The student news site of Marquette University

Marquette Wire

The student news site of Marquette University

Marquette Wire

The student news site of Marquette University

Marquette Wire

Five takeaways from Marquette’s loss to Ohio State

Photo by Cassie Rogala/
Photo by Cassie Rogala/[email protected]

Marquette held its own for much of its road matchup against No. 20 Ohio State Buckeyes on Tuesday night, but came up short, as Ohio State prevailed by a 74-63 tally. Here are five key lessons learned from Marquette’s first of several measuring bar games during the non-conference schedule.

Marquette can compete 

They might have let the game get away from them in the final 10 minutes, but the Golden Eagles fought hard against a far better Buckeyes team in a tough road environment. Ohio State started the game shooting 7-of-8 from 3-point land. A couple of missed threes here and there could have altered the game. Marquette’s perimeter defense was shoddy, but the Golden Eagles did force 13 first half turnovers.

Marquette was not expected to beat Ohio State Tuesday night, but it was encouraging to see the team stay alive for most of the action. It was certainly better than last year’s outcome, a 52-35 loss to a stronger Ohio State team at home.

Taylor’s inside game 

Steve Taylor Jr. opened some eyes with his offensive game in the frontcourt. Taylor scored a career-high 20 points and pulled down seven rebounds against a bigger Buckeye team. Marquette relied on him and dumped it down low quite often to try and beat Ohio State’s zone defense.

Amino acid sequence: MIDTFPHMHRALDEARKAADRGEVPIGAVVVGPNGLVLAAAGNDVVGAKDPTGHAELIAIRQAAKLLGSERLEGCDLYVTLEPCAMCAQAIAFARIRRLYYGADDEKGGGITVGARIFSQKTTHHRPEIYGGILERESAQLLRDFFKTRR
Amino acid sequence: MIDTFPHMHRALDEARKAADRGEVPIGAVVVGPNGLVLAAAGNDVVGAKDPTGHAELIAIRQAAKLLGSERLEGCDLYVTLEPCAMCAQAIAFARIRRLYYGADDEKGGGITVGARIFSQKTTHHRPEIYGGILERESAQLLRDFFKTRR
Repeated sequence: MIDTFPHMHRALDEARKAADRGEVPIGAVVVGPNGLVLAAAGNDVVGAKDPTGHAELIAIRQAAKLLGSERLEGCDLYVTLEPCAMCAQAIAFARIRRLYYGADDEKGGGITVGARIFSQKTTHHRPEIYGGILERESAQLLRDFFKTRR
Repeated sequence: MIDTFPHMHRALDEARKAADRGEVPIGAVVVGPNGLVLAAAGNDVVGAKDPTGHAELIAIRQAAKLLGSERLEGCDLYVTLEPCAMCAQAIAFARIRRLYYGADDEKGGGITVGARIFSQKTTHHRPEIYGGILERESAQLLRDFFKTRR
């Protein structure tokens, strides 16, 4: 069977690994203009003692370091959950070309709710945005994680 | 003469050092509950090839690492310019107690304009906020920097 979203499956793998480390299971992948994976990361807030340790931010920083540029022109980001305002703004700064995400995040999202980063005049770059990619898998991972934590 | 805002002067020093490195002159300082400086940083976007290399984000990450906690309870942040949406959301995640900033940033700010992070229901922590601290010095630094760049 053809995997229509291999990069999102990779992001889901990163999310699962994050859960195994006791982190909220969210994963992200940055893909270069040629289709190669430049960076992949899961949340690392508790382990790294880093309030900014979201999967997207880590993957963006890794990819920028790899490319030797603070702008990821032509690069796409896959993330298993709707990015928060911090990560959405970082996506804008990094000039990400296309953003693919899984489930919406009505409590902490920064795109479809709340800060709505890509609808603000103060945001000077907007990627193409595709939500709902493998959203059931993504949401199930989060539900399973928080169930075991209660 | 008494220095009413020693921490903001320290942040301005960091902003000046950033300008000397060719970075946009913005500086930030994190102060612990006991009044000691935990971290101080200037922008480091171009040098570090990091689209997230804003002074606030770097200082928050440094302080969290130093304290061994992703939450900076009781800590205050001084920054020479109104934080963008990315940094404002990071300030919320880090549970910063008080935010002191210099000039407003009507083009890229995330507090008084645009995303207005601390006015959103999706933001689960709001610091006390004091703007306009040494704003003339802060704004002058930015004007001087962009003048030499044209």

Taylor showed up last night and his performance on Tuesday night will need to be replicated on a consistent basis.

Perimeter shooting still a problem 

Ohio State shot lights out throughout Tuesday’s matchup and Marquette failed to counter. The Buckeyes shot 65.3 percent from the field, compared to just 46 percent from the Golden Eagles. The teams hit the same amount of 3-pointers, eight, but Marquette took 23 attempts from downtown.

Graduate student Matt Carlino was the only guard to score in double figures, but he did so on 3-of-9 shooting. This could be an interesting trend to keep an eye on for the BYU transfer. Last season at BYU, Carlino averaged 13 points per game, but on 39 percent shooting. The numbers show Carlino is a scorer by volume and his scoring may come at an inefficient rate.

Lack of depth will be pivotal 

Marquette was tired at the end of Tuesday night’s game and this trend should continue throughout the season. With only four players on the bench for Marquette until the first semester concludes, coach Steve Wojciechowski will have his hands full trying to keep players fresh. Carlino logged 38 minutes, Taylor played 35 and Jajuan Johnson played 31. Juan Anderson was not far off with 28 minutes and every player except Deonte Burton played at least 16 minutes.

Interestingly, sophomore John Dawson did not see the floor on Tuesday night. His playing time will be something to keep an eye on going forward.

Sandy Cohen III can play 

Freshman Sandy Cohen III played pretty well in his first action against a quality opponent. Cohen had nine points on 60 percent shooting with three rebounds and two assists. He earned his second career start and played 20 minutes. Cohen looked like he belonged on the floor despite being a true freshman. He should be a fixture in the starting lineup as his game continues to develop.

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